For those of us working in the field of complex trauma, one of the most exciting events of 2017 was the release of Healing the Fragmented Selves of Trauma Survivors by Dr. Janina Fisher. The book is a wonderful summary and synthesis of the current state of knowledge in trauma research enlivened with wisdom, insight and deep compassion for the victims of abuse. Dr. Fisher draws together neurobiological research, psychological theory, and a productive, if sometimes painful, process of trial and error in which dozens of committed therapists sought out better ways of helping survivors of trauma.
Unfortunately, many people suffering from the after effects of a traumatic childhood have summoned up the courage necessary to start a course of therapy only to be forced to stop because confronting their repressed or partially repressed memories caused a breakdown or personal crisis that made it impossible to continue with therapy. While it can be argued that therapy on the “it must get worse before it gets better” model nevertheless helped many people, the desirability of finding a less painful model is obvious. Dr. Fisher describes both the new, improved model for trauma therapy and the process by which it came about, which is itself a fascinating story. The book is, I believe, required reading for anyone in the psychology profession, but is also aimed at victims of complex trauma, especially those starting therapy, and can be profitably read by anyone who has friends or family members with complex trauma, or anyone with an interest in the subject.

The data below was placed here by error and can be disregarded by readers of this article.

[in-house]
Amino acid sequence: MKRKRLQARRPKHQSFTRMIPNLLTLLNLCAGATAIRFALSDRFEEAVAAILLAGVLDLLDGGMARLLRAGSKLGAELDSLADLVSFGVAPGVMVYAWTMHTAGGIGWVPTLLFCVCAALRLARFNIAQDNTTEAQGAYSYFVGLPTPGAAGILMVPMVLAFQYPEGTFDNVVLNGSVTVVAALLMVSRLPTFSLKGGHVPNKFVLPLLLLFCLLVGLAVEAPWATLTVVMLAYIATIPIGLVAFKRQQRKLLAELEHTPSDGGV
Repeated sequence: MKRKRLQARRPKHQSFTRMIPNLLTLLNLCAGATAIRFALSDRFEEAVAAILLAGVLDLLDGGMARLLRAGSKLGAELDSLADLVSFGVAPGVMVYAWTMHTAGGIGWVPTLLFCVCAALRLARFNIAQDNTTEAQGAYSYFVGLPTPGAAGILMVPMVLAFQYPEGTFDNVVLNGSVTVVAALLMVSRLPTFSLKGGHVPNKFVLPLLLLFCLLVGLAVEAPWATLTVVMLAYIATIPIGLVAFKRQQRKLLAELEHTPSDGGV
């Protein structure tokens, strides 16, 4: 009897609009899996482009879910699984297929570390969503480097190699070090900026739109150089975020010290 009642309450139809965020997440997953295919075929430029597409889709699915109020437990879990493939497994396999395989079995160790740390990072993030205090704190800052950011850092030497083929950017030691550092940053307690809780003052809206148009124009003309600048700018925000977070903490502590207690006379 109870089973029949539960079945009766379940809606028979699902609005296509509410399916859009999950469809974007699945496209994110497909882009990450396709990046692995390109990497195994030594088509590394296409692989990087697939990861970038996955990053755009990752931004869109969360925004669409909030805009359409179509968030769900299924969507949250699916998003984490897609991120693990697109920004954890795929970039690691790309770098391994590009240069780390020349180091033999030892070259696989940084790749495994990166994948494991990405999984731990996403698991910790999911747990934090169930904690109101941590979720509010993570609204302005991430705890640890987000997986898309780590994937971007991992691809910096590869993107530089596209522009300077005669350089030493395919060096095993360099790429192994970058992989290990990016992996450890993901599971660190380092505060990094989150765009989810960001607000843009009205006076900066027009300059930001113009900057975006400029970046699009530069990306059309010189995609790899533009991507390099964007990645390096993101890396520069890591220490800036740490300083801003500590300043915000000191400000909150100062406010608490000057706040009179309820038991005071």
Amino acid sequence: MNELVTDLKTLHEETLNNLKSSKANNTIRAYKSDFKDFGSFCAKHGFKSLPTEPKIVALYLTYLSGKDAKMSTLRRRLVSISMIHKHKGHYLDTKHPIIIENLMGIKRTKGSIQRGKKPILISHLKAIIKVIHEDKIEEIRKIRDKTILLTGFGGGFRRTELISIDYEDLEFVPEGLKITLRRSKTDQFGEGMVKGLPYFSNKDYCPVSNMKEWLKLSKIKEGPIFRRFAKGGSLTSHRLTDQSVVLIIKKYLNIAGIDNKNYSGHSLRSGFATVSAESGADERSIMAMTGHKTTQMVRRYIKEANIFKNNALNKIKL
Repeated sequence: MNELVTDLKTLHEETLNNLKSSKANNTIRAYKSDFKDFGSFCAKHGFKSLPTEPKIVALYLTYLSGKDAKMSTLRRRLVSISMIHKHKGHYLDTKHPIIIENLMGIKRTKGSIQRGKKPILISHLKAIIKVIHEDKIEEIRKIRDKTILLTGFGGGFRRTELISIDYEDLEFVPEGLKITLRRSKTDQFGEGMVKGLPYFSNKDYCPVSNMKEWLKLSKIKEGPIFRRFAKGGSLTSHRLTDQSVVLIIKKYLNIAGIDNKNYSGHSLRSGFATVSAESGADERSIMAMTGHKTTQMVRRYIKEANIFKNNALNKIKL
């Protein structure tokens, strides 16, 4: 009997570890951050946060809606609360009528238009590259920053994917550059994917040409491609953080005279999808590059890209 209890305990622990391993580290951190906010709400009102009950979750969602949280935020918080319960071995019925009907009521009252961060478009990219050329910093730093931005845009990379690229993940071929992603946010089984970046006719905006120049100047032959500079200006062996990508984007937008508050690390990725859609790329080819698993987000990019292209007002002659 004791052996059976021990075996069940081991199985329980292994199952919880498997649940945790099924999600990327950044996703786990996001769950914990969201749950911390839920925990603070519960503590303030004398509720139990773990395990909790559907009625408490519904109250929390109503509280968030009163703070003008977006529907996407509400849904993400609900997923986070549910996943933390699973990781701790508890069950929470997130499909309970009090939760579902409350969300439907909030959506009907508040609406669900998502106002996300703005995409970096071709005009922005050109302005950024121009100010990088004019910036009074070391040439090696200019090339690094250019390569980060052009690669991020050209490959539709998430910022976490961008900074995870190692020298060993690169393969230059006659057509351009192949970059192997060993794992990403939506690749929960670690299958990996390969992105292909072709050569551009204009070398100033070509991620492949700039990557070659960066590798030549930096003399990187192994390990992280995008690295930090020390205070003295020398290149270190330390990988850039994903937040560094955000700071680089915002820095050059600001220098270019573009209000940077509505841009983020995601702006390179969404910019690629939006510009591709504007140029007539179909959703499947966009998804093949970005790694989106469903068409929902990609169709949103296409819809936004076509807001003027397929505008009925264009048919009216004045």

To do the book justice would be impossible within a single article, but I will attempt to describe some of its main features. As the subtitle, ‘Overcoming Internal Self-Alienation’, indicates, a central theme of the book is the phenomenon of dissociation, which is found in so many survivors of trauma and not only those who meet the criteria for Dissociative Identity Disorder (DID) found in the DSM-V. Dr. Fisher discusses the different ways that dissociation or alienation manifests itself in people who have been through extended periods of trauma and explains a biological mechanism for these symptoms which makes sense in the light of contemporary neuroscience and the study of human and animal behavior.
The human brain is a remarkable machine, refined by millions of years of evolution for survival. Perhaps its most remarkable feature is its ability to learn and adapt to different environments. Most animals will struggle if placed in a environment only slightly different to that to which they are adapted, but, a mere 50,000 years after leaving Africa, human beings have learned to not only survive, but to thrive in environments as diverse as the Canadian tundra, Amazon rainforest, Gobi Desert and the Himalayan mountains. While all animals develop by responding to stimuli, the ability to adapt to a variety of different situations in humans in unparalleled. To our enduring sorrow, one of the most extreme, but far from rare, situations that humans have to develop coping mechanisms for is abuse at the hands of a caregiver.